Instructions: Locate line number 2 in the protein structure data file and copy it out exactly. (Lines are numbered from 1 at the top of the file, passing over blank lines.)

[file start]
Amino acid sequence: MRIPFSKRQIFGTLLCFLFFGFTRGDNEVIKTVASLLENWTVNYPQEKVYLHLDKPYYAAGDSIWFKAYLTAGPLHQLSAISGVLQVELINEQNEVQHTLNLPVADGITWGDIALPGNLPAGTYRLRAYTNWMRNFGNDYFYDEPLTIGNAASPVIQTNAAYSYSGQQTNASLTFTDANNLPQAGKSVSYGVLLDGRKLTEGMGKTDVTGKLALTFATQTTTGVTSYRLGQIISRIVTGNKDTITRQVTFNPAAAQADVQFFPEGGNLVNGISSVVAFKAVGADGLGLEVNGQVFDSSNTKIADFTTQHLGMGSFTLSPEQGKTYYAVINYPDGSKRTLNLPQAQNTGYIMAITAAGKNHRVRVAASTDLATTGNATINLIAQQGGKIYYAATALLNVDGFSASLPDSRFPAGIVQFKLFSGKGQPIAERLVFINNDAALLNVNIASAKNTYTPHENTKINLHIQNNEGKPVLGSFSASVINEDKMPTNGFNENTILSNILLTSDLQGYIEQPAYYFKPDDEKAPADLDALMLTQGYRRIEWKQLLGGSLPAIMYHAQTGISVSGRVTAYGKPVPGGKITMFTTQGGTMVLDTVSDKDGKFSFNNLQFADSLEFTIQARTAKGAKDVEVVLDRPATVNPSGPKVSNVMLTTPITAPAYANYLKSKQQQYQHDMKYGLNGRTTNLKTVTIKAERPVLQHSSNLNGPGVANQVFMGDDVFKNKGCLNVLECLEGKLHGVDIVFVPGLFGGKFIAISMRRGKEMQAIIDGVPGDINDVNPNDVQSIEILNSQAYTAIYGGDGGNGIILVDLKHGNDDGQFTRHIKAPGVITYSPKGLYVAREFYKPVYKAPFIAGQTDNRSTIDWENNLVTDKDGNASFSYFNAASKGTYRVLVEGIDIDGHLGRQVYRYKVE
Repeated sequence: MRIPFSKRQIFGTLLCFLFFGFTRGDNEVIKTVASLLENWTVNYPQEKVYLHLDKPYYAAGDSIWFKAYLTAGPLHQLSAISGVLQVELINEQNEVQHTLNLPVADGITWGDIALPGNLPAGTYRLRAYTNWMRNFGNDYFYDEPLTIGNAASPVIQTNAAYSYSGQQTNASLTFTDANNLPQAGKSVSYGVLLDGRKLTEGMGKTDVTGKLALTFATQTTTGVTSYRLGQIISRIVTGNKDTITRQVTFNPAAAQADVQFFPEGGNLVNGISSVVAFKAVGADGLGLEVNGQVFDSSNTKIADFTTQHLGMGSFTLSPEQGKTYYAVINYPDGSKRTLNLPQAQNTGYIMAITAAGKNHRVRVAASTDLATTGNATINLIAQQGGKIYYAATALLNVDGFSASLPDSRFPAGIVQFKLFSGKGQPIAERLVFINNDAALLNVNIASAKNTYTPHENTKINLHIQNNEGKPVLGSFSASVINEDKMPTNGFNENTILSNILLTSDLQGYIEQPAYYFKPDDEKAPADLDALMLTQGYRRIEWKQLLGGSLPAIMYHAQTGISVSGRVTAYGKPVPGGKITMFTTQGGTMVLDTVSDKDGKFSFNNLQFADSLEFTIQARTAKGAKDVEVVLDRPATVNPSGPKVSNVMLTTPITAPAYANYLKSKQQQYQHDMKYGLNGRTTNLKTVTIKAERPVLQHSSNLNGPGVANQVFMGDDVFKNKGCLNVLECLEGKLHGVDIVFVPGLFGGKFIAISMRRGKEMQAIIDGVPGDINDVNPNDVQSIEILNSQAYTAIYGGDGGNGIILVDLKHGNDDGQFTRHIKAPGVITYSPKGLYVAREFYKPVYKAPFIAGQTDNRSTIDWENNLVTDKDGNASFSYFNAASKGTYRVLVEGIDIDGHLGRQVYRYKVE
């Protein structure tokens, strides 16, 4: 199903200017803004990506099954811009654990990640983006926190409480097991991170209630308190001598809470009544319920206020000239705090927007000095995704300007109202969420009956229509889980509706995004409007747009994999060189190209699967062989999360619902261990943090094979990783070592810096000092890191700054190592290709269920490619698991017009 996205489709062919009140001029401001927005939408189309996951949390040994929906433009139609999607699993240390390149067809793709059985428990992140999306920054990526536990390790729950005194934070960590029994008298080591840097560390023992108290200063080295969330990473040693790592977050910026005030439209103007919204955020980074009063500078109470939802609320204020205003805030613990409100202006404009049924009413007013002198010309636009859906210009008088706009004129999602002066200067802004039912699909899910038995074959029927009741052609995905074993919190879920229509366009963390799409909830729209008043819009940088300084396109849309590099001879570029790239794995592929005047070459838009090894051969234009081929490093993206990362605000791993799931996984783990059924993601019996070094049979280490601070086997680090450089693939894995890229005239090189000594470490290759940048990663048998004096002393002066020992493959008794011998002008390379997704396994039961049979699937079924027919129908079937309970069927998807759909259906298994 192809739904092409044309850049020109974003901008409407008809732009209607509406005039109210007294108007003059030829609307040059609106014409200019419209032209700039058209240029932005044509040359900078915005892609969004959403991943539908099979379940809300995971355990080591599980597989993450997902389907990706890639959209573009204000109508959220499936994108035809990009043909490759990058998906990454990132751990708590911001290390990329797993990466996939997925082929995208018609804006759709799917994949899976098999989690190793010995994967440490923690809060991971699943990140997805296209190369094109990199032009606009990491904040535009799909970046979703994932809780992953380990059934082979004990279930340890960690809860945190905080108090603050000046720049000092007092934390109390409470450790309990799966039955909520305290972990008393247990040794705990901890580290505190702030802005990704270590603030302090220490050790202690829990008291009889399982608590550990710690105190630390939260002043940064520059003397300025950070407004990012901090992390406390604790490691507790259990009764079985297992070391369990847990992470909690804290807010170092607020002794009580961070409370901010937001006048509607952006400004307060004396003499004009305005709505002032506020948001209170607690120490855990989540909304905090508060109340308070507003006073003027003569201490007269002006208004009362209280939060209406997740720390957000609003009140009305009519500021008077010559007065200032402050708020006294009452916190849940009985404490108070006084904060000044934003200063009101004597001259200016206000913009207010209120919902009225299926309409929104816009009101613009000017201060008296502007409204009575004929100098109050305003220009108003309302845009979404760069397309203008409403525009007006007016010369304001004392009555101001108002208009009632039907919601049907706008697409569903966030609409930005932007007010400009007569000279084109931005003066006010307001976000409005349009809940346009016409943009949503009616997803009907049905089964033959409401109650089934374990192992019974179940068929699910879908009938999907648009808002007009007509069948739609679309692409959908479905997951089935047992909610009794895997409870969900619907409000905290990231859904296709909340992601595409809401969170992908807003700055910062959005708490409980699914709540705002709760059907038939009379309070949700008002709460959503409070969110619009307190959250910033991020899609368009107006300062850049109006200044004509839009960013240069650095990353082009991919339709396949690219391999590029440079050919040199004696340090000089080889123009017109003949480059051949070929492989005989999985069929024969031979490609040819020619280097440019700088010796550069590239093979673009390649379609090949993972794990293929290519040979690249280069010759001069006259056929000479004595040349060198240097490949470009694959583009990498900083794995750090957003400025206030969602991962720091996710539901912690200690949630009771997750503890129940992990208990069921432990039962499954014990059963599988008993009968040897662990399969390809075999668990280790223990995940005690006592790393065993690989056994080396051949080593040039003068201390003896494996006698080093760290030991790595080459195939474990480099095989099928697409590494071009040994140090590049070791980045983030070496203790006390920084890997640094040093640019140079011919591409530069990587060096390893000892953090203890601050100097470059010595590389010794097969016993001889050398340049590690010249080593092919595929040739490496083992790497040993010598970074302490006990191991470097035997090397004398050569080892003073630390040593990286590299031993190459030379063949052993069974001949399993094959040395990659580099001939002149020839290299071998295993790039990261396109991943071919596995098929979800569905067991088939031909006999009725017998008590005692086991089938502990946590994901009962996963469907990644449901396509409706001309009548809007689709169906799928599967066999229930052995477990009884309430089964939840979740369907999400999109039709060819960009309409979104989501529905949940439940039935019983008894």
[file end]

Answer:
Repeated sequence: MRIPFSKRQIFGTLLCFLFFGFTRGDNEVIKTVASLLENWTVNYPQEKVYLHLDKPYYAAGDSIWFKAYLTAGPLHQLSAISGVLQVELINEQNEVQHTLNLPVADGITWGDIALPGNLPAGTYRLRAYTNWMRNFGNDYFYDEPLTIGNAASPVIQTNAAYSYSGQQTNASLTFTDANNLPQAGKSVSYGVLLDGRKLTEGMGKTDVTGKLALTFATQTTTGVTSYRLGQIISRIVTGNKDTITRQVTFNPAAAQADVQFFPEGGNLVNGISSVVAFKAVGADGLGLEVNGQVFDSSNTKIADFTTQHLGMGSFTLSPEQGKTYYAVINYPDGSKRTLNLPQAQNTGYIMAITAAGKNHRVRVAASTDLATTGNATINLIAQQGGKIYYAATALLNVDGFSASLPDSRFPAGIVQFKLFSGKGQPIAERLVFINNDAALLNVNIASAKNTYTPHENTKINLHIQNNEGKPVLGSFSASVINEDKMPTNGFNENTILSNILLTSDLQGYIEQPAYYFKPDDEKAPADLDALMLTQGYRRIEWKQLLGGSLPAIMYHAQTGISVSGRVTAYGKPVPGGKITMFTTQGGTMVLDTVSDKDGKFSFNNLQFADSLEFTIQARTAKGAKDVEVVLDRPATVNPSGPKVSNVMLTTPITAPAYANYLKSKQQQYQHDMKYGLNGRTTNLKTVTIKAERPVLQHSSNLNGPGVANQVFMGDDVFKNKGCLNVLECLEGKLHGVDIVFVPGLFGGKFIAISMRRGKEMQAIIDGVPGDINDVNPNDVQSIEILNSQAYTAIYGGDGGNGIILVDLKHGNDDGQFTRHIKAPGVITYSPKGLYVAREFYKPVYKAPFIAGQTDNRSTIDWENNLVTDKDGNASFSYFNAASKGTYRVLVEGIDIDGHLGRQVYRYKVE